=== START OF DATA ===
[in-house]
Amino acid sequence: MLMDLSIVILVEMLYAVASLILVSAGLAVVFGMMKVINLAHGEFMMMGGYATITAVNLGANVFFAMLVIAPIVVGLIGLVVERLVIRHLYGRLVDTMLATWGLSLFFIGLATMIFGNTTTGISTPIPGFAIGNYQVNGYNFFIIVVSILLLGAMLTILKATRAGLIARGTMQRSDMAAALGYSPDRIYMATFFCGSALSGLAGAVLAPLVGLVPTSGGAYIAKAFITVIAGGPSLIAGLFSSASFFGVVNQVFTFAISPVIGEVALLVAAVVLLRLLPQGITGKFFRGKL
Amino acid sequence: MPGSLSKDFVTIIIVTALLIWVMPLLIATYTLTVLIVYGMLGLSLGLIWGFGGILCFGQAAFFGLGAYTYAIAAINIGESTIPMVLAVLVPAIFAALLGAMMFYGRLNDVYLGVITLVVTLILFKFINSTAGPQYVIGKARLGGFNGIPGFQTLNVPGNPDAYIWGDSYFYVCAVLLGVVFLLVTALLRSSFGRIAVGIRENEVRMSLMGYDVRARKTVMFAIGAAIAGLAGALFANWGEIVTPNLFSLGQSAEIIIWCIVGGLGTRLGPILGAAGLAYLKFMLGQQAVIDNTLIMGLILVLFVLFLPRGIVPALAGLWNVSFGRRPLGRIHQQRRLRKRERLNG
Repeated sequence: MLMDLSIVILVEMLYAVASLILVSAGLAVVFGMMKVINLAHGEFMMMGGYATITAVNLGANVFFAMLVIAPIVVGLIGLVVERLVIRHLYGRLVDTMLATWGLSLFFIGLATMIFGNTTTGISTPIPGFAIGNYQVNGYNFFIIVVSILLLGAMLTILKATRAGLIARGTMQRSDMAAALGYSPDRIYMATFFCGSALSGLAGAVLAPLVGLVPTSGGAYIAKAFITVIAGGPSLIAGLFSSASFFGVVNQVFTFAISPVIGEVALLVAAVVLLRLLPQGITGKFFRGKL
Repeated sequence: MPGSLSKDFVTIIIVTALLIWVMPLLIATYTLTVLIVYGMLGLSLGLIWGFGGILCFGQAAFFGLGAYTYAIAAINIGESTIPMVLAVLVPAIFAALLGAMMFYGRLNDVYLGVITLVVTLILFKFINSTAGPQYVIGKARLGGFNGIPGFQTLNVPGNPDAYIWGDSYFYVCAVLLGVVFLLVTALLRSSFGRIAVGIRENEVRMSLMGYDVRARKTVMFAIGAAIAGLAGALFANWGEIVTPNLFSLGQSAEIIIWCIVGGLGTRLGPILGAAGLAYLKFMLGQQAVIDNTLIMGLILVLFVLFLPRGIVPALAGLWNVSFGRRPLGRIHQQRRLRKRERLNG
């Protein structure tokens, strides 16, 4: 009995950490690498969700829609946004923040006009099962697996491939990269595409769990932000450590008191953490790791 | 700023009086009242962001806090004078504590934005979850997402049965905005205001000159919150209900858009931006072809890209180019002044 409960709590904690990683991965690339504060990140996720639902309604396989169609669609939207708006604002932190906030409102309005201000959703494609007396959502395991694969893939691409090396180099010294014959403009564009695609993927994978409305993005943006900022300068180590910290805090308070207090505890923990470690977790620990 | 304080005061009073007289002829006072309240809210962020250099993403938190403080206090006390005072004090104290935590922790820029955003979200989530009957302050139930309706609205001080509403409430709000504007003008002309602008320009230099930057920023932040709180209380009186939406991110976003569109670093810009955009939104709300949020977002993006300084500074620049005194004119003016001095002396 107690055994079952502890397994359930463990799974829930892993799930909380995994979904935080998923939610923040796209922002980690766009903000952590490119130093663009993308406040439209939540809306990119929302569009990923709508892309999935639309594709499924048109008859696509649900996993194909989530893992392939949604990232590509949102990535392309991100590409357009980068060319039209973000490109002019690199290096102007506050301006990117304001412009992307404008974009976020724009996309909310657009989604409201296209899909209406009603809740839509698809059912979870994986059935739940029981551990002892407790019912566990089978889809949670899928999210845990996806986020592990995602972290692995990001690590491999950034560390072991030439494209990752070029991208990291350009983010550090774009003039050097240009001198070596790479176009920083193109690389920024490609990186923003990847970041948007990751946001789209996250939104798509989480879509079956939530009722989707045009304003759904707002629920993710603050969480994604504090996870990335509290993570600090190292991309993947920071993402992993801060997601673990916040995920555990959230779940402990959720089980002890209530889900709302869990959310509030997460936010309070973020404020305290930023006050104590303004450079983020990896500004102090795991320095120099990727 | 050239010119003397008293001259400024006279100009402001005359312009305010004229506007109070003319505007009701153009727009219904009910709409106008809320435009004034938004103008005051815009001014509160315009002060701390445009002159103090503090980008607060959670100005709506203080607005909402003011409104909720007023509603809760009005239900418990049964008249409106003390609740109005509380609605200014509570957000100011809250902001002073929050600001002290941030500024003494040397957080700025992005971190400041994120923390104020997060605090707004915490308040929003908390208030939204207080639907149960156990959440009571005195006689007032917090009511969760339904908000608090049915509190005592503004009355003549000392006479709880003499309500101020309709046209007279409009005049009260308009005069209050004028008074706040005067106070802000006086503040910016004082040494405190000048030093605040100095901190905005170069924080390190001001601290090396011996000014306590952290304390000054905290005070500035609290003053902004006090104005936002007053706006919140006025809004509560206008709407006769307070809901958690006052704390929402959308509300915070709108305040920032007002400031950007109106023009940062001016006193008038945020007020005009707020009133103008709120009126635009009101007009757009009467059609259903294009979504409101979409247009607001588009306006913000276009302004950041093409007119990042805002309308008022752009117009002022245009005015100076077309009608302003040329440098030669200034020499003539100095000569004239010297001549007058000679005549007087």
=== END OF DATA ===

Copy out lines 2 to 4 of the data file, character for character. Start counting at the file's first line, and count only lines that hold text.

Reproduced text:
Amino acid sequence: MLMDLSIVILVEMLYAVASLILVSAGLAVVFGMMKVINLAHGEFMMMGGYATITAVNLGANVFFAMLVIAPIVVGLIGLVVERLVIRHLYGRLVDTMLATWGLSLFFIGLATMIFGNTTTGISTPIPGFAIGNYQVNGYNFFIIVVSILLLGAMLTILKATRAGLIARGTMQRSDMAAALGYSPDRIYMATFFCGSALSGLAGAVLAPLVGLVPTSGGAYIAKAFITVIAGGPSLIAGLFSSASFFGVVNQVFTFAISPVIGEVALLVAAVVLLRLLPQGITGKFFRGKL
Amino acid sequence: MPGSLSKDFVTIIIVTALLIWVMPLLIATYTLTVLIVYGMLGLSLGLIWGFGGILCFGQAAFFGLGAYTYAIAAINIGESTIPMVLAVLVPAIFAALLGAMMFYGRLNDVYLGVITLVVTLILFKFINSTAGPQYVIGKARLGGFNGIPGFQTLNVPGNPDAYIWGDSYFYVCAVLLGVVFLLVTALLRSSFGRIAVGIRENEVRMSLMGYDVRARKTVMFAIGAAIAGLAGALFANWGEIVTPNLFSLGQSAEIIIWCIVGGLGTRLGPILGAAGLAYLKFMLGQQAVIDNTLIMGLILVLFVLFLPRGIVPALAGLWNVSFGRRPLGRIHQQRRLRKRERLNG
Repeated sequence: MLMDLSIVILVEMLYAVASLILVSAGLAVVFGMMKVINLAHGEFMMMGGYATITAVNLGANVFFAMLVIAPIVVGLIGLVVERLVIRHLYGRLVDTMLATWGLSLFFIGLATMIFGNTTTGISTPIPGFAIGNYQVNGYNFFIIVVSILLLGAMLTILKATRAGLIARGTMQRSDMAAALGYSPDRIYMATFFCGSALSGLAGAVLAPLVGLVPTSGGAYIAKAFITVIAGGPSLIAGLFSSASFFGVVNQVFTFAISPVIGEVALLVAAVVLLRLLPQGITGKFFRGKL